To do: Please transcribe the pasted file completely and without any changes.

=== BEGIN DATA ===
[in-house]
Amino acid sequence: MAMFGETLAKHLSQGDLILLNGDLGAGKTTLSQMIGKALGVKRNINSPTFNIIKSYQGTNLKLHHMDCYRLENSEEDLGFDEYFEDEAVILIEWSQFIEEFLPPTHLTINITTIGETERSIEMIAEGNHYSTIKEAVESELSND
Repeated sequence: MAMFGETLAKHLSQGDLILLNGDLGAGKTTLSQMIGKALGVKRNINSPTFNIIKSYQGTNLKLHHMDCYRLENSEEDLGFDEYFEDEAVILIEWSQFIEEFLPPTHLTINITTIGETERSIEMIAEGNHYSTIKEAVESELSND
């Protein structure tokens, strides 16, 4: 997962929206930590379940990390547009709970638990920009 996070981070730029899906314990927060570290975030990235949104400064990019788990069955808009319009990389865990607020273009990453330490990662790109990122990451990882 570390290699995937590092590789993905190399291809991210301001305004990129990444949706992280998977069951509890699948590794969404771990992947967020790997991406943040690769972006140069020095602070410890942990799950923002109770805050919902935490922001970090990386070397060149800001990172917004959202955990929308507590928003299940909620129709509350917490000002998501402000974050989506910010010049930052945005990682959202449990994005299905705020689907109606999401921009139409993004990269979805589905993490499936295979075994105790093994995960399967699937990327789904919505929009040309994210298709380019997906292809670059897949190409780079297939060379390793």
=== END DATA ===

[in-house]
Amino acid sequence: MAMFGETLAKHLSQGDLILLNGDLGAGKTTLSQMIGKALGVKRNINSPTFNIIKSYQGTNLKLHHMDCYRLENSEEDLGFDEYFEDEAVILIEWSQFIEEFLPPTHLTINITTIGETERSIEMIAEGNHYSTIKEAVESELSND
Repeated sequence: MAMFGETLAKHLSQGDLILLNGDLGAGKTTLSQMIGKALGVKRNINSPTFNIIKSYQGTNLKLHHMDCYRLENSEEDLGFDEYFEDEAVILIEWSQFIEEFLPPTHLTINITTIGETERSIEMIAEGNHYSTIKEAVESELSND
């Protein structure tokens, strides 16, 4: 997962929206930590379940990390547009709970638990920009 996070981070730029899906314990927060570290975030990235949104400064990019788990069955808009319009990389865990607020273009990453330490990662790109990122990451990882 570390290699995937590092590789993905190399291809991210301001305004990129990444949706992280998977069951509890699948590794969404771990992947967020790997991406943040690769972006140069020095602070410890942990799950923002109770805050919902935490922001970090990386070397060149800001990172917004959202955990929308507590928003299940909620129709509350917490000002998501402000974050989506910010010049930052945005990682959202449990994005299905705020689907109606999401921009139409993004990269979805589905993490499936295979075994105790093994995960399967699937990327789904919505929009040309994210298709380019997906292809670059897949190409780079297939060379390793």